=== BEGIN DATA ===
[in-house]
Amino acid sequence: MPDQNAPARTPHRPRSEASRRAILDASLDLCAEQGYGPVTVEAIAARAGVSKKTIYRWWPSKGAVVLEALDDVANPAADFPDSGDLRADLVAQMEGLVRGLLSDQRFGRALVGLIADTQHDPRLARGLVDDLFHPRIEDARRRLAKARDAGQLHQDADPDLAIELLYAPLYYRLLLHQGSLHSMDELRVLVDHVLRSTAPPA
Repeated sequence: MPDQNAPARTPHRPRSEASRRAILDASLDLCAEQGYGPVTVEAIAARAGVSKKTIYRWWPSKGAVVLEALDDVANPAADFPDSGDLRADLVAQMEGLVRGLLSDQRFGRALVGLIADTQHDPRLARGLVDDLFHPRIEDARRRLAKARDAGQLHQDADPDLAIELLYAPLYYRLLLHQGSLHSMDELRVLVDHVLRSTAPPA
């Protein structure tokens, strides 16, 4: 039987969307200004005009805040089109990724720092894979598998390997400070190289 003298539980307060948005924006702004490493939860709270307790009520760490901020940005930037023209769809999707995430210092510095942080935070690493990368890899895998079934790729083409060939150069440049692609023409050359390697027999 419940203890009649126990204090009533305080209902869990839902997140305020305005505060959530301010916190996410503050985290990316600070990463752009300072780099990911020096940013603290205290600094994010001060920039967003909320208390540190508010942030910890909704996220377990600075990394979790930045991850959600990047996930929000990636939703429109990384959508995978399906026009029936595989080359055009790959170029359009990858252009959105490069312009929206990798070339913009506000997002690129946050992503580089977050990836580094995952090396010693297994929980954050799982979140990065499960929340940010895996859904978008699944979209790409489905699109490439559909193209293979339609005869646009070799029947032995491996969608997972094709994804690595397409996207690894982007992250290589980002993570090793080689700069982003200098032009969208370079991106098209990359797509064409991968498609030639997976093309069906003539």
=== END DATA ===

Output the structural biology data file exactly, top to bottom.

[in-house]
Amino acid sequence: MPDQNAPARTPHRPRSEASRRAILDASLDLCAEQGYGPVTVEAIAARAGVSKKTIYRWWPSKGAVVLEALDDVANPAADFPDSGDLRADLVAQMEGLVRGLLSDQRFGRALVGLIADTQHDPRLARGLVDDLFHPRIEDARRRLAKARDAGQLHQDADPDLAIELLYAPLYYRLLLHQGSLHSMDELRVLVDHVLRSTAPPA
Repeated sequence: MPDQNAPARTPHRPRSEASRRAILDASLDLCAEQGYGPVTVEAIAARAGVSKKTIYRWWPSKGAVVLEALDDVANPAADFPDSGDLRADLVAQMEGLVRGLLSDQRFGRALVGLIADTQHDPRLARGLVDDLFHPRIEDARRRLAKARDAGQLHQDADPDLAIELLYAPLYYRLLLHQGSLHSMDELRVLVDHVLRSTAPPA
């Protein structure tokens, strides 16, 4: 039987969307200004005009805040089109990724720092894979598998390997400070190289 003298539980307060948005924006702004490493939860709270307790009520760490901020940005930037023209769809999707995430210092510095942080935070690493990368890899895998079934790729083409060939150069440049692609023409050359390697027999 419940203890009649126990204090009533305080209902869990839902997140305020305005505060959530301010916190996410503050985290990316600070990463752009300072780099990911020096940013603290205290600094994010001060920039967003909320208390540190508010942030910890909704996220377990600075990394979790930045991850959600990047996930929000990636939703429109990384959508995978399906026009029936595989080359055009790959170029359009990858252009959105490069312009929206990798070339913009506000997002690129946050992503580089977050990836580094995952090396010693297994929980954050799982979140990065499960929340940010895996859904978008699944979209790409489905699109490439559909193209293979339609005869646009070799029947032995491996969608997972094709994804690595397409996207690894982007992250290589980002993570090793080689700069982003200098032009969208370079991106098209990359797509064409991968498609030639997976093309069906003539």